Save the bandwidth, and speed up the page rendering by avoiding loading images that aren't visible to the user.
The browser loads all the files necessary for the page to render the site as you expect. This implies that all items, including those images that aren’t visible and haven’t got the lazy loading technique, will be requested.
If all of your images are attempting to load at the same time this can cause loading performance issues:
- The event onload attached to the
windowthe global object will be called with a long delay because of waiting to load all dependent resources such as stylesheets and images.
- Browsers limit the number of HTTP connections with the same domain name (usually between 2 and 8) at the same time. Opening too many HTTP requests for images slows down loading them.
- More bandwidth will be required from the website visitors to see your page.
To fix the issue add
loading="lazy" attribute to the image:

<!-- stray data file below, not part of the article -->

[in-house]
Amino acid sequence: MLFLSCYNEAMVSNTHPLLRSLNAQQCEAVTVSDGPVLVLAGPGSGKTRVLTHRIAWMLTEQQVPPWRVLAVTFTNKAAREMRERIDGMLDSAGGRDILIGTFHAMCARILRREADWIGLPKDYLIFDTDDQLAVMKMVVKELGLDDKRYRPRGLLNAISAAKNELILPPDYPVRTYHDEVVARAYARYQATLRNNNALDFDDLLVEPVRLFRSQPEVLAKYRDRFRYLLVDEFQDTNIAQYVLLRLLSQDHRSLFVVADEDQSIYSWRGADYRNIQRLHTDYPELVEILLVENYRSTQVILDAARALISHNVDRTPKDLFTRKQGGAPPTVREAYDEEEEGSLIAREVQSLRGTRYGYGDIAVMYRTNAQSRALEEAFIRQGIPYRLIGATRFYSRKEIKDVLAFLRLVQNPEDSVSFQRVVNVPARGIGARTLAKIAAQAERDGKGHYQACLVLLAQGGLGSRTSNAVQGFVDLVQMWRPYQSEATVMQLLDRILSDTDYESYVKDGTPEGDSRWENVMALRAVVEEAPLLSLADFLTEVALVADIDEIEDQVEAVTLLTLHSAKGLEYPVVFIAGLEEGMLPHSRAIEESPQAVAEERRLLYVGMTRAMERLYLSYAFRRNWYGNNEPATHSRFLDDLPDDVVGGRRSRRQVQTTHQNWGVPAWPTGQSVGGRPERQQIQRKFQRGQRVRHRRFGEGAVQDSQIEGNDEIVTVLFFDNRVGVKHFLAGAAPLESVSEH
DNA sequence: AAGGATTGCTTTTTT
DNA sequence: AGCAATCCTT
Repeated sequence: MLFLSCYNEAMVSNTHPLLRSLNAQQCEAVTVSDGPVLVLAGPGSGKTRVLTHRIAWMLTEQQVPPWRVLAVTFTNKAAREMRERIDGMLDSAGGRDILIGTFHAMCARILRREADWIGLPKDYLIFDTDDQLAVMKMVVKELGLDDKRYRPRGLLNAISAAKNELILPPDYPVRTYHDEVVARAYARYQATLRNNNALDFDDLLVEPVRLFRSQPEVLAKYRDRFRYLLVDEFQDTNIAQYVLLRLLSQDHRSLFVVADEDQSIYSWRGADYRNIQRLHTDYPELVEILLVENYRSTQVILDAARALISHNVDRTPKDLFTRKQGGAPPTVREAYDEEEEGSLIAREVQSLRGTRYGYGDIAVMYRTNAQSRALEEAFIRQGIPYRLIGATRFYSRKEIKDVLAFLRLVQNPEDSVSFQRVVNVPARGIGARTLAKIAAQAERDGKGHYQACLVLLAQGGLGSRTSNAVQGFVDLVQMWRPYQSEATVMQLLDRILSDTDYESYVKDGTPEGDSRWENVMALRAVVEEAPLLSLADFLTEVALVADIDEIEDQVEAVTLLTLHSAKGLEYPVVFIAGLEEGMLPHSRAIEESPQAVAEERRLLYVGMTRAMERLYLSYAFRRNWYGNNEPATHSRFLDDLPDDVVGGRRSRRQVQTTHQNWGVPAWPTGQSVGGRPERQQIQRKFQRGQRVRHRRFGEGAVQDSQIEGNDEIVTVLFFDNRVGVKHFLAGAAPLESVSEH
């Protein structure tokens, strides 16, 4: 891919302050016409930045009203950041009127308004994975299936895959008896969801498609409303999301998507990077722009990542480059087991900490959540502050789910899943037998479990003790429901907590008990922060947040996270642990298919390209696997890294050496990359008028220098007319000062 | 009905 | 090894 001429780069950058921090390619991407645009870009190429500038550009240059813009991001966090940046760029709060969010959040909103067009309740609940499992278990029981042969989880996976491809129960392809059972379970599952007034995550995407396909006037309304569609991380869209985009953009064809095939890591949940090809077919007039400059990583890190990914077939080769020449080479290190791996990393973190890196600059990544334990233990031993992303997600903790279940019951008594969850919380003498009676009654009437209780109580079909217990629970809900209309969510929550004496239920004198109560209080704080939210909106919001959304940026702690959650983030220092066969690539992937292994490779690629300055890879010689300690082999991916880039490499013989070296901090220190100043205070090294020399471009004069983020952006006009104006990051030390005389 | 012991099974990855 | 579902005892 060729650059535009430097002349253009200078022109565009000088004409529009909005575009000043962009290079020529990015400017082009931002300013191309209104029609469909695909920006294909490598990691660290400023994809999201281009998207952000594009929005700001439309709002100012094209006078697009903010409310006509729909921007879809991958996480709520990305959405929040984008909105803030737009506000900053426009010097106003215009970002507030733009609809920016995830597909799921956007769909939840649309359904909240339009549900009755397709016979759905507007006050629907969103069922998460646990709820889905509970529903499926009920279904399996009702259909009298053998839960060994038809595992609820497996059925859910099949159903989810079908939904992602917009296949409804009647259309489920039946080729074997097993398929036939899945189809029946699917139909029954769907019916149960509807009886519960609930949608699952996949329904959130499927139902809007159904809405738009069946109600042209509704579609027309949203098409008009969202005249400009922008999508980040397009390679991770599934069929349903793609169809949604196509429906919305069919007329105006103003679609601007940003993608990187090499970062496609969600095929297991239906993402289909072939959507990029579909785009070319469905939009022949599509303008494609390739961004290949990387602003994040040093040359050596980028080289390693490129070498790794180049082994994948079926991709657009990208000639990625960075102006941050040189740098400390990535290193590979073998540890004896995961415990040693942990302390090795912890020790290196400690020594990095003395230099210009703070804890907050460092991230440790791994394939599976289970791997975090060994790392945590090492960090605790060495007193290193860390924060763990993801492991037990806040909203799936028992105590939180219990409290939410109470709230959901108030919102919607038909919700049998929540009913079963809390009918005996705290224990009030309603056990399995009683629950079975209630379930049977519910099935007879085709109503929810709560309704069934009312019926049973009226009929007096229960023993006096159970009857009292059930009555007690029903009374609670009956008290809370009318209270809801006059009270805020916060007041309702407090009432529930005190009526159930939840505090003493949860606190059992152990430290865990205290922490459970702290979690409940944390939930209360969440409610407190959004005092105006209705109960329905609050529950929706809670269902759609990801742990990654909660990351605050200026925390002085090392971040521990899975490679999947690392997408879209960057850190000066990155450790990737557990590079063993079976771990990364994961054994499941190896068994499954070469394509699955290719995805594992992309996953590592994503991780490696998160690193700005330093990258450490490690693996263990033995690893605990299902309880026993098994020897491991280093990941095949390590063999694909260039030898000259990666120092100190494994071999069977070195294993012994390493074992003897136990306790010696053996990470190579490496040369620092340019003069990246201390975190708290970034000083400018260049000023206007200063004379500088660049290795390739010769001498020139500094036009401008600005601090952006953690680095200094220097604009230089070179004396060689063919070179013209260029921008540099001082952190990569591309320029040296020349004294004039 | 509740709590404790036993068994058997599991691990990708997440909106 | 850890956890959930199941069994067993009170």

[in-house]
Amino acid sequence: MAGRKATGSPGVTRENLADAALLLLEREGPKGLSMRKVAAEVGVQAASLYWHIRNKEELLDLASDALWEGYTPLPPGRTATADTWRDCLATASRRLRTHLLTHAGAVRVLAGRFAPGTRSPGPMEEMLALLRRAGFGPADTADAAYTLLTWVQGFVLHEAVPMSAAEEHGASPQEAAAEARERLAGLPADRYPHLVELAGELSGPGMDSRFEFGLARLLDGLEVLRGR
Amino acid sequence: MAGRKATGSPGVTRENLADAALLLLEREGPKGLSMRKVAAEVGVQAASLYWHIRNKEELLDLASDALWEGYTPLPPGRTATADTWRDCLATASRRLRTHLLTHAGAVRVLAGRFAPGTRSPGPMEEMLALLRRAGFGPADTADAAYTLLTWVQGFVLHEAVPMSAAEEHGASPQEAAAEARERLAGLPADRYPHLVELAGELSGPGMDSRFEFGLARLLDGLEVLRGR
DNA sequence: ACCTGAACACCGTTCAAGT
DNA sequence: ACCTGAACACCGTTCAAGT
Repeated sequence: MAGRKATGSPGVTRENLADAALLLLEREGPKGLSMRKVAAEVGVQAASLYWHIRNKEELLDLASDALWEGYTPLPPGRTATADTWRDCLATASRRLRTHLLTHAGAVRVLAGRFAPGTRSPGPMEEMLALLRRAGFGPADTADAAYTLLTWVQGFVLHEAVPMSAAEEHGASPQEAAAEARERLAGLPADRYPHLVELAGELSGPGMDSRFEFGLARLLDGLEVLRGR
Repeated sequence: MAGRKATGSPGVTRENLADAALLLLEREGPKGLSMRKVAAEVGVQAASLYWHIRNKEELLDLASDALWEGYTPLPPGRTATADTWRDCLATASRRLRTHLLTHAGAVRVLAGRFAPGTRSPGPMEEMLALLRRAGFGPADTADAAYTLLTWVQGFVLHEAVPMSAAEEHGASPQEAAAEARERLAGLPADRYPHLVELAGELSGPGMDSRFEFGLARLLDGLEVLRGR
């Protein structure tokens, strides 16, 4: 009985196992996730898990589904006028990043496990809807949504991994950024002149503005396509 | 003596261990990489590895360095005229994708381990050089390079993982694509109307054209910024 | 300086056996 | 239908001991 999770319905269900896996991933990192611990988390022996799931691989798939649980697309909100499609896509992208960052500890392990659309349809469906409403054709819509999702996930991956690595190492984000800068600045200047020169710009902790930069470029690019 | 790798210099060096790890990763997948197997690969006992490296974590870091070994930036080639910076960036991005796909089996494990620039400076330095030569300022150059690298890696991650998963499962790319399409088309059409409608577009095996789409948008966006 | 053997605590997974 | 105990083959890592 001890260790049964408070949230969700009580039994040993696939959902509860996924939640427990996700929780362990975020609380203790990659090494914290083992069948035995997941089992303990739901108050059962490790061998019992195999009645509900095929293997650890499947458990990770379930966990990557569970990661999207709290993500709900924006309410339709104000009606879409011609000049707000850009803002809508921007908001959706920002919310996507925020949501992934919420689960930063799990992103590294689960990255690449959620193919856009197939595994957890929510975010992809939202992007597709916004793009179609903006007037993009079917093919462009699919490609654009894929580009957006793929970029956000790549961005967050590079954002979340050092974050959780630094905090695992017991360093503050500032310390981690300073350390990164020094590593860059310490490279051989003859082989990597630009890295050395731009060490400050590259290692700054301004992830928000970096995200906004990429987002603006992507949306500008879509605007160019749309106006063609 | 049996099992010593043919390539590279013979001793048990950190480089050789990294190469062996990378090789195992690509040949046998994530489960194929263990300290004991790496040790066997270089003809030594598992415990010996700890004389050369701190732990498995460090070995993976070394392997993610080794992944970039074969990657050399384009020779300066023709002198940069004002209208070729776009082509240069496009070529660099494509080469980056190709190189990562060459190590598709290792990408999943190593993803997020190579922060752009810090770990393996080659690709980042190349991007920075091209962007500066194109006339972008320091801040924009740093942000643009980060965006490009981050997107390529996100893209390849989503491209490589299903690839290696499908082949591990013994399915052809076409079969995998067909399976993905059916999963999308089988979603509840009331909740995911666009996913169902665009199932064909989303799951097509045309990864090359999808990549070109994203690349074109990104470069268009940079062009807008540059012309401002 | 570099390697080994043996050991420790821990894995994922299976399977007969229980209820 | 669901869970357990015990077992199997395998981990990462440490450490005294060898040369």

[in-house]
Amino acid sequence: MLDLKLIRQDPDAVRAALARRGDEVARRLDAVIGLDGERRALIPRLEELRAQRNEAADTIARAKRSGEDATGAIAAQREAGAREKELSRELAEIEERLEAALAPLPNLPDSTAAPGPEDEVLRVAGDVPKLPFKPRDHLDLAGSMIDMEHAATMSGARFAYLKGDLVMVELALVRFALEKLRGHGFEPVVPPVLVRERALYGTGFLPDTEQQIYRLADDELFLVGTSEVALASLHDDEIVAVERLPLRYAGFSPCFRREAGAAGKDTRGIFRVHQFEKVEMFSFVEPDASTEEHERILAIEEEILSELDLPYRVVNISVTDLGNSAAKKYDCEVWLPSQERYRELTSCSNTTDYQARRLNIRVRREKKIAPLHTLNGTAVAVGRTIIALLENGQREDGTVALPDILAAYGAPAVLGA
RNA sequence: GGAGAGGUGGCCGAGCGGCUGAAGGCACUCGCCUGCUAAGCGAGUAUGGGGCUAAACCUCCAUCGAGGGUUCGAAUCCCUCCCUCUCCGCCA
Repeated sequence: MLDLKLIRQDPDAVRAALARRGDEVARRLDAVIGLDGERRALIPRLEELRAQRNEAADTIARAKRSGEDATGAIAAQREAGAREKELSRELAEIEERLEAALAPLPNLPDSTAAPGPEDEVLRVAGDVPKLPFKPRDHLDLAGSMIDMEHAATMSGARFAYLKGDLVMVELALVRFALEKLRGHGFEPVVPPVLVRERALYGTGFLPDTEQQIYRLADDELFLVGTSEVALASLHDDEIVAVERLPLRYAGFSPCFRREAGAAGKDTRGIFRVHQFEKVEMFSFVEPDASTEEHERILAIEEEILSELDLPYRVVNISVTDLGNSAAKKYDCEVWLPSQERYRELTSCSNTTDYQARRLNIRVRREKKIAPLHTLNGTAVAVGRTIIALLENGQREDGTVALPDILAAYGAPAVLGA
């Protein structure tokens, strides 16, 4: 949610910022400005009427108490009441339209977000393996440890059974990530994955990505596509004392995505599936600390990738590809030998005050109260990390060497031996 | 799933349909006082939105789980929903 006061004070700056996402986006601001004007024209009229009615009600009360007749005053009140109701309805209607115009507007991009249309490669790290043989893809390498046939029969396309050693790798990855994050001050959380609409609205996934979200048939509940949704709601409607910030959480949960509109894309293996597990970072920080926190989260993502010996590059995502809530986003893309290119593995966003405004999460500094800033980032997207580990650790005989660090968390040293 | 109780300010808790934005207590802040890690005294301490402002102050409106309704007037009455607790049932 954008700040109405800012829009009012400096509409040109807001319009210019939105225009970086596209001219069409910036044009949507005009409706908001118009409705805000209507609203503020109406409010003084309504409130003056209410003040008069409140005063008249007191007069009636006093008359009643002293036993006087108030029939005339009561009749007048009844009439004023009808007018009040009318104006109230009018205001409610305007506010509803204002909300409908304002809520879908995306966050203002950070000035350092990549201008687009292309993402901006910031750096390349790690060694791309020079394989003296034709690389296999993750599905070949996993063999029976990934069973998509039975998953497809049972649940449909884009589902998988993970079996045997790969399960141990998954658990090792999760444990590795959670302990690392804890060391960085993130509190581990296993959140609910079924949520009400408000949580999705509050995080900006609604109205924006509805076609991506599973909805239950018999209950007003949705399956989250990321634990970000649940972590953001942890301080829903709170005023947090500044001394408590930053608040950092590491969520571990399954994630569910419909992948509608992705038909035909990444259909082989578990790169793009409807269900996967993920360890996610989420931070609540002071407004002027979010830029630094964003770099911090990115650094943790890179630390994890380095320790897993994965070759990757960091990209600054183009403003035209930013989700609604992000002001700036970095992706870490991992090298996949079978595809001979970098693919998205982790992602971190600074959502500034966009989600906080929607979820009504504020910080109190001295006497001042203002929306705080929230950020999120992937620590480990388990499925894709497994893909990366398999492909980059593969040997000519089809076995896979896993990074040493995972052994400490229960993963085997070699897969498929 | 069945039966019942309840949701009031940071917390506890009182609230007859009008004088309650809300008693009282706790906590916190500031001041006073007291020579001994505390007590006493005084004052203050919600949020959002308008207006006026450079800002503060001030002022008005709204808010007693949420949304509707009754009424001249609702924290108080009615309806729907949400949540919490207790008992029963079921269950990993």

<img loading="lazy" src="example.webp" alt="Alternative image description" width="600" height="600" />
Additionally, you may consider using an attribute
fetchpriority="high" to your Largest Contentful Paint (LCP) image to get it to load sooner:
<img src="example.webp" fetchpriority="high" alt="Alternative image description" width="600" height="600" />
Note that if no dimensions are specified for the image, or if the image needs to be resized (too big or too small), the browser will require a reflow and repaint once the image is downloaded. To prevent reflows, when possible specify the
height of all images, either in the image HTML element or in CSS.
Automatically determine loaded and rendered image out of the viewport
To help determine images that are loaded and rendered outside of the visible part SiteLint Platform has the rule